Mr. Therapist met with me privately before last Wednesday’s family therapy session and began is “therapeutic work” with me.  Finding it somewhat difficult to sit through this “therapy,” I took notes, just to be sure I was not misunderstanding his intentions.  Although Mr. Therapist became somewhat heated and loud at times when I asked my questions, I was able to maintain my composure most of the time, though my pen did slip once or twice.

I will only quote highlights:

Mr. Therapist:  “You are only just focused on FASD and its limitations” 

(I, who have advocated for FASD strengths possibilities publicly for some time, sat calmly, and kept smiling… using my listening skills learned as a therapist) 

Mr. Therapist:  “Yes, there is brain damage from FAS, from trauma, from abuse, it is all damage to the brain.  Other parts can compensate for the damaged area.  There is nature and nurture.  Down’s syndrome, autism, that is nature, that is genetic.  FAS is not genetic, it is environmental, in the womb.  You, Ms Smith, see it as all nature, and think it can’t change.  Other areas of his brain can compensate for the damage.  You need nurture.”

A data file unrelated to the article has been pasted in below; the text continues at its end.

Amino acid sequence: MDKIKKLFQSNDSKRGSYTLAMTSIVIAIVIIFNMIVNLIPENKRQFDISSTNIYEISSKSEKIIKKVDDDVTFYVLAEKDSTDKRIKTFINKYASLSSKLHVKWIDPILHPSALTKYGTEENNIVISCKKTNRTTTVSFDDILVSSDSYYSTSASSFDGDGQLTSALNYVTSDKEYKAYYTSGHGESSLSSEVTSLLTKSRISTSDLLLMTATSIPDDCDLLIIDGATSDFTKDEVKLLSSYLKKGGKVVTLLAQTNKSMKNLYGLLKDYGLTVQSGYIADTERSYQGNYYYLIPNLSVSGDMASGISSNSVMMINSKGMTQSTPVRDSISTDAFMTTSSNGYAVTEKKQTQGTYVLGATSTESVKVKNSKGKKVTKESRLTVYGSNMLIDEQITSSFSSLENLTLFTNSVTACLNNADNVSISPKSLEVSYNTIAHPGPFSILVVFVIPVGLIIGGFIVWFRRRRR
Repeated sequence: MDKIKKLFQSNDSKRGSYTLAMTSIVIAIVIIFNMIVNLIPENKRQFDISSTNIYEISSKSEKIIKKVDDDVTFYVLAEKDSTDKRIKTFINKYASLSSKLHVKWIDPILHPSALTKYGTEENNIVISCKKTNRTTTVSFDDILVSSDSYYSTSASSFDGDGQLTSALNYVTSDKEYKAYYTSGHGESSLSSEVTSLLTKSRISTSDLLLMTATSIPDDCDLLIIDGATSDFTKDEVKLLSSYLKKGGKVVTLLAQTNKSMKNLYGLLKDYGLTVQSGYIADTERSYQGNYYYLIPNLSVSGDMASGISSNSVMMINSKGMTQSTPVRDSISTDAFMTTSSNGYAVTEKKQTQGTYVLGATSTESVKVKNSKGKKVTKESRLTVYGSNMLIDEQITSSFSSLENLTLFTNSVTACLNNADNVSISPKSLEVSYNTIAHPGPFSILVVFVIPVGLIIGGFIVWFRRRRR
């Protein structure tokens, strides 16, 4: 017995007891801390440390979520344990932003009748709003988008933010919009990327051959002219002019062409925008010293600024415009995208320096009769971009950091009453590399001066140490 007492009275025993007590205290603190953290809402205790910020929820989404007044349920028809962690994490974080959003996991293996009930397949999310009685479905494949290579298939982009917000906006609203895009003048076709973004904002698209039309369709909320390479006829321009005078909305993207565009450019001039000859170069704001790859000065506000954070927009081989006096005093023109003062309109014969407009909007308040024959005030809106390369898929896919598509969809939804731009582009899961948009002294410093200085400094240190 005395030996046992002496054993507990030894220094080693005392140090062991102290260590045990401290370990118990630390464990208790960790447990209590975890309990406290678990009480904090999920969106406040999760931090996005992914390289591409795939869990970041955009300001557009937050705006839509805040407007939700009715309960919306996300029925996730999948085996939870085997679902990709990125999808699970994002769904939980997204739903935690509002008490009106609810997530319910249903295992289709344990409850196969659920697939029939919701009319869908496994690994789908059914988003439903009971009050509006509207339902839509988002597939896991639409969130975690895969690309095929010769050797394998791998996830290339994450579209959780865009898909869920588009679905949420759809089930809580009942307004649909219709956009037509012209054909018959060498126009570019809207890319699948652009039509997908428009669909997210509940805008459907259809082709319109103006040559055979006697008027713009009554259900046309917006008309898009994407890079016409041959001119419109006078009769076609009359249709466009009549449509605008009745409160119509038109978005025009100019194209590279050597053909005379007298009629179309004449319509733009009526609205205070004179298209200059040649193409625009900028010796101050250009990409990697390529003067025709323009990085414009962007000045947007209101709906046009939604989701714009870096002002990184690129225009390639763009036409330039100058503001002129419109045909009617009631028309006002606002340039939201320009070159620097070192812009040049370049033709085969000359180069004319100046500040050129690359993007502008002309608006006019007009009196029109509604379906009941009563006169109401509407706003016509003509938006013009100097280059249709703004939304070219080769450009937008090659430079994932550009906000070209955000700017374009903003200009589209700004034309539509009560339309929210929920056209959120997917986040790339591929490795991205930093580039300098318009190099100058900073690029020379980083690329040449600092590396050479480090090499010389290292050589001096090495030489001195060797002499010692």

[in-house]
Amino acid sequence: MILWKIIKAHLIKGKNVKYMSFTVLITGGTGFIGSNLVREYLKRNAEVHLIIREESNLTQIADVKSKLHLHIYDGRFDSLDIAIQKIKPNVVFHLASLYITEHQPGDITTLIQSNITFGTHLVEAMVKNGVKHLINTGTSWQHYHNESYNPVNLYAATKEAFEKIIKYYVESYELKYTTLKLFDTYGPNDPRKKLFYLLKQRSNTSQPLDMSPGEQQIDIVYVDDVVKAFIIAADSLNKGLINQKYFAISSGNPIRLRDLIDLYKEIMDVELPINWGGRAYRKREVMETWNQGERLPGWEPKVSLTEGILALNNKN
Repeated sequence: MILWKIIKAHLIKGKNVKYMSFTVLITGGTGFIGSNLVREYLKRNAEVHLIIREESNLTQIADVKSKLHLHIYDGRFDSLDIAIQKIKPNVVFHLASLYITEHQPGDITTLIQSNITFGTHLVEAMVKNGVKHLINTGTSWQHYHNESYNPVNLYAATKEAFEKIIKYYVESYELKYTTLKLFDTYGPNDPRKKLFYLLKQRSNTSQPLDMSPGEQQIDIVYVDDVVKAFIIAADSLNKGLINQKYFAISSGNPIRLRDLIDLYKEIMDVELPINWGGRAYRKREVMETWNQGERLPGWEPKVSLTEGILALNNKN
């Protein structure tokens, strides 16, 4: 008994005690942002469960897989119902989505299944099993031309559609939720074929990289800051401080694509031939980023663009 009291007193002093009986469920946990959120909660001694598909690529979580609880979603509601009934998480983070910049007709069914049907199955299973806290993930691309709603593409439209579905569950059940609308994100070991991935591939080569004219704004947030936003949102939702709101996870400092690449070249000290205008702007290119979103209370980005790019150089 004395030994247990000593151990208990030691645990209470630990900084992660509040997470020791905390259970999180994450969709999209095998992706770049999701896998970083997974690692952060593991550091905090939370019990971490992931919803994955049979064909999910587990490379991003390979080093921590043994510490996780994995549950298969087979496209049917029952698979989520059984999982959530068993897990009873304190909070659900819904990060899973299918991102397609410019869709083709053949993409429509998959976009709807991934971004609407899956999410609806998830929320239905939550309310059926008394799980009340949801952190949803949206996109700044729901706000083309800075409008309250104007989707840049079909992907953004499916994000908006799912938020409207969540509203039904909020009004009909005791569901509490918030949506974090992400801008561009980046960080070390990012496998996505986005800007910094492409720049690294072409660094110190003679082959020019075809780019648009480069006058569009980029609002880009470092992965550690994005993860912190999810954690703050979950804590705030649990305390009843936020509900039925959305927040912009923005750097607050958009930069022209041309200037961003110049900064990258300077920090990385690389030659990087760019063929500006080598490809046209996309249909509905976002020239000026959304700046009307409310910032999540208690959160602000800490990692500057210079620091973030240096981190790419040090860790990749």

Ms Smith:  “So, did you get some special training on FASD that I am unaware of?  I haven’t heard of this FAS teaching.”

Mr. Therapist:  “Yes, I had developmental psych in college.  I know all about FASD.”  

Ms Smith:  “If you’d like some more up to date FASD information, I can get you connected with FREE training provided through the State.”

Mr Therapist: “We don’t need training.  It’s not going to help because we already know, and it won’t have any direct impact on our treatment for John. “

Ms Smith: I find it interesting that after 6 months John is on level 3 in talk therapy, and is just now getting to level 1.5 in his behavior on the unit.  Can you help me understand why this is the case?”

Mr. Therapist:  “Well, yes.  This is because he came in to us at such a low level of functioning.”

Ms. Smith:  “You mean, like he started of at a -3?  And this would be as a result of his home environment?”